In the past several years the life and work of Frank Lloyd Wright has become widely discussed in popular culture. Wright’s third wife, Olgivanna, was an early and lifelong devotee of Gurdjieff ‘s Fourth Way mysticism and introduced Wright to Gurdjieff and his teachings. For over 30 years, from their first meeting in the 1920s until Wright’s death in 1959, Olgivanna was FLW’s life partner and co-director of the Taliesin Fellowship in Spring Green, Wisconsin. Although well known as the originator of Prairie Style architecture, Wright’s best known and most “organic” buildings were designed after he met Olgivanna and established the commune-like Taliesin Fellowship in theearly 1930s.
How much of Wright’s post-Prairie Style architecture was influenced by Gurdjieff ‘s spiritual understandings of the material world through Olgivanna? This presentation is intended to be more speculative than scholarly in addressing this question. Through visual images of Wright’s buildings and my own experience as an architectural historian, I will present a hypothesis that Wright’s best work was heavily influenced by an understanding of sacred architecture learned, in part, from his wife Olgivanna, herself a Fourth Way mystic.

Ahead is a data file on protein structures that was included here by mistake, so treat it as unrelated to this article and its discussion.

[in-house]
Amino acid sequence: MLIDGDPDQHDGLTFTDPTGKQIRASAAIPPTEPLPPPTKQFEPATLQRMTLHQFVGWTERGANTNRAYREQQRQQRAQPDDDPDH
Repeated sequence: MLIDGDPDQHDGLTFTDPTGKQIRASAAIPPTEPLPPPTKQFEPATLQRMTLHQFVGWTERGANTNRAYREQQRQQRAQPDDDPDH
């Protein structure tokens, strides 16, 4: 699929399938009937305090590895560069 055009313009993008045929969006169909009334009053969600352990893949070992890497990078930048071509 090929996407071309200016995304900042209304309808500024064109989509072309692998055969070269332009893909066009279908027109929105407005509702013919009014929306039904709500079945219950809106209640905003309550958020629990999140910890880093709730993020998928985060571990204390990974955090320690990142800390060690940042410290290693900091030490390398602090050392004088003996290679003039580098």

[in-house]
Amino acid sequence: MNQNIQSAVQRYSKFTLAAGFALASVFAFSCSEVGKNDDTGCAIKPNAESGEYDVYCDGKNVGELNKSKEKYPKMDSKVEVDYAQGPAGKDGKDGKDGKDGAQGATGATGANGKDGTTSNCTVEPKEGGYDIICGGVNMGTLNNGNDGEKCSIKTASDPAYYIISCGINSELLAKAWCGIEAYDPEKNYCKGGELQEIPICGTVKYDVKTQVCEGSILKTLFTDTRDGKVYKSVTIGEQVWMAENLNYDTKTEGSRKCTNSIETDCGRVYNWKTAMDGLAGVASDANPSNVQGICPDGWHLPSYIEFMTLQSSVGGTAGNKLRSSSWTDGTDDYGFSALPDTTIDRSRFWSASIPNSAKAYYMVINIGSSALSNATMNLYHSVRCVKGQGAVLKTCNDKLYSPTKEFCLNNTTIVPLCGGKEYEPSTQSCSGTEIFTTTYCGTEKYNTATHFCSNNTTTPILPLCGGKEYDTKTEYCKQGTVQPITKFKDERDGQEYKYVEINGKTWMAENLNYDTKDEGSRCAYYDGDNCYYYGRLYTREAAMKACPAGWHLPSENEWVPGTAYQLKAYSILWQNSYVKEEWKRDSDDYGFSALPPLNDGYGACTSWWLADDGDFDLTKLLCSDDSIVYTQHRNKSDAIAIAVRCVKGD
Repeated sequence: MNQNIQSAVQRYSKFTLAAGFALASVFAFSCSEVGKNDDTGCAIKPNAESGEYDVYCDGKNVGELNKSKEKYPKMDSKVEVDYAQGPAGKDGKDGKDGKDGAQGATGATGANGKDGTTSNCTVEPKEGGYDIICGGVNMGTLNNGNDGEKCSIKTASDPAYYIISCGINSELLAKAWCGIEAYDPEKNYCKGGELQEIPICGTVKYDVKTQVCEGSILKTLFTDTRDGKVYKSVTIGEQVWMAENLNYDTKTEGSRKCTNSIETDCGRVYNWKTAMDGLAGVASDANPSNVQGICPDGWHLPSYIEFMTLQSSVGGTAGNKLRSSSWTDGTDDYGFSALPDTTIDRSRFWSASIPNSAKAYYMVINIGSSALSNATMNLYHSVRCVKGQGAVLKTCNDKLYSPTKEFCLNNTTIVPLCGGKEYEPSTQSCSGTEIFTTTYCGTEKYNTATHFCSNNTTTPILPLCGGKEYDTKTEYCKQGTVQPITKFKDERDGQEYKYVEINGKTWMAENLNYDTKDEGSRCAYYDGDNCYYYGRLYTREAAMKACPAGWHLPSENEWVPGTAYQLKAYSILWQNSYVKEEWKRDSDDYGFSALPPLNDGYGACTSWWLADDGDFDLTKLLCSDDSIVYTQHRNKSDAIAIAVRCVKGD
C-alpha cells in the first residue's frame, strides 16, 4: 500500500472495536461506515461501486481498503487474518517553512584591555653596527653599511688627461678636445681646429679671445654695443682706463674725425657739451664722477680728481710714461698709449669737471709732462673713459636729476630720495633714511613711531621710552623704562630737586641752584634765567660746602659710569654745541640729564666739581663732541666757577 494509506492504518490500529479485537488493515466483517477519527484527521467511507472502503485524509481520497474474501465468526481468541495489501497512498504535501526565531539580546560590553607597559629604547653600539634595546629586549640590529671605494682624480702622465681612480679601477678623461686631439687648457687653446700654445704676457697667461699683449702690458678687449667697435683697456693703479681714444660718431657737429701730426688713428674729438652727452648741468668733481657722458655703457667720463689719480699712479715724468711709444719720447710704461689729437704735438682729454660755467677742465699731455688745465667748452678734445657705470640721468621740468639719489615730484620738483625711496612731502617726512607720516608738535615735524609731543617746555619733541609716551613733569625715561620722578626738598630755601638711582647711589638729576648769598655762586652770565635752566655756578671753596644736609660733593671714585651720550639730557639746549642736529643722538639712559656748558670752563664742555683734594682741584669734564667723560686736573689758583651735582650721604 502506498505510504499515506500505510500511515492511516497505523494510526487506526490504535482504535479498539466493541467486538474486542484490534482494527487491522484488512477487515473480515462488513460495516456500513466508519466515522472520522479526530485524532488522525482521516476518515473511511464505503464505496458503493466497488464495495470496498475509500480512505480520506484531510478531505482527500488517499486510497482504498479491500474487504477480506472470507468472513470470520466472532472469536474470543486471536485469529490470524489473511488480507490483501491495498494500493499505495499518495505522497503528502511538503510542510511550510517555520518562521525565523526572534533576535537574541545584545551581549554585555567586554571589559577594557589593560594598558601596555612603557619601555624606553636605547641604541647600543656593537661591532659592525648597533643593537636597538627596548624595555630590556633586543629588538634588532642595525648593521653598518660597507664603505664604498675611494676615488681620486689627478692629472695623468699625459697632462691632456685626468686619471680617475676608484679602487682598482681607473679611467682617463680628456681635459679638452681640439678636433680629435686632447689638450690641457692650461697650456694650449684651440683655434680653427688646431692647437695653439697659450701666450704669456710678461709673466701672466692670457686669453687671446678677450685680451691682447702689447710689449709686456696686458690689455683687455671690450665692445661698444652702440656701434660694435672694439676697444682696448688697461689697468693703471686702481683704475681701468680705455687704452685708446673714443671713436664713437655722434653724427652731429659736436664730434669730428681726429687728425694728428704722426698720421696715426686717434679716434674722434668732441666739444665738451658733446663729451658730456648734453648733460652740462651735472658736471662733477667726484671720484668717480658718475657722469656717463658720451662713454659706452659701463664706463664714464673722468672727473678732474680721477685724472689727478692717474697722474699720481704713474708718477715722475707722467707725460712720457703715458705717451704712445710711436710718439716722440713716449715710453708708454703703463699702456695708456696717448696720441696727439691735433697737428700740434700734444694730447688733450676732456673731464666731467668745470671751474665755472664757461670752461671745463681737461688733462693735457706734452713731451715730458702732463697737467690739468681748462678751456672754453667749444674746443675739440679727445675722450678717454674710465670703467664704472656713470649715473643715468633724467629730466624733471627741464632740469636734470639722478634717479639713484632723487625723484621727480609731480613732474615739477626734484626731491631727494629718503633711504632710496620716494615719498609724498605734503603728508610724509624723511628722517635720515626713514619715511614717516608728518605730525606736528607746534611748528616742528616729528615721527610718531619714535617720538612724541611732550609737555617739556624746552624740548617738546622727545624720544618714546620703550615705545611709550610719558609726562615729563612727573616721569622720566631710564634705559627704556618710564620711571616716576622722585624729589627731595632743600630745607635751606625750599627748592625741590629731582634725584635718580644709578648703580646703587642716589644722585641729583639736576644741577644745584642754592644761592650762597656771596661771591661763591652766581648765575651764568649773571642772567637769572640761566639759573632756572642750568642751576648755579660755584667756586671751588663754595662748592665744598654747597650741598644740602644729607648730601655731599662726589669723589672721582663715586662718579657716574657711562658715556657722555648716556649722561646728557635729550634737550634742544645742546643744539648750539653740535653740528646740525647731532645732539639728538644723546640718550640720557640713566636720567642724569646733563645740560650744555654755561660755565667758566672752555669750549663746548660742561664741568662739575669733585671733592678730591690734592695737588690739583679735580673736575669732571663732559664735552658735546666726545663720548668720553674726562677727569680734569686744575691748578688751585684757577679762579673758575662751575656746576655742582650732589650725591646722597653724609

(NB: Much of the material in this presentation is informed by the book The Fellowship – The Untold Story of Frank Lloyd Wright and the Taliesin Fellowship by Roger Friedland and Harold Zellman, HarperCollins, 2006.)
Eric Wheeler is a Certified Teacher of the Enneagram in the Narrative Tradition (1999). He offers seminars and private consultations in the Enneagram for churches, schools, businesses and individuals in the Upper Midwest. He is an adjunct faculty member of Viterbo University in La Crosse, Wisconsin. Eric also works as a consultant in historic preservation and heritage tourism.
2010 IEA Global Conference
San Francisco, California, USA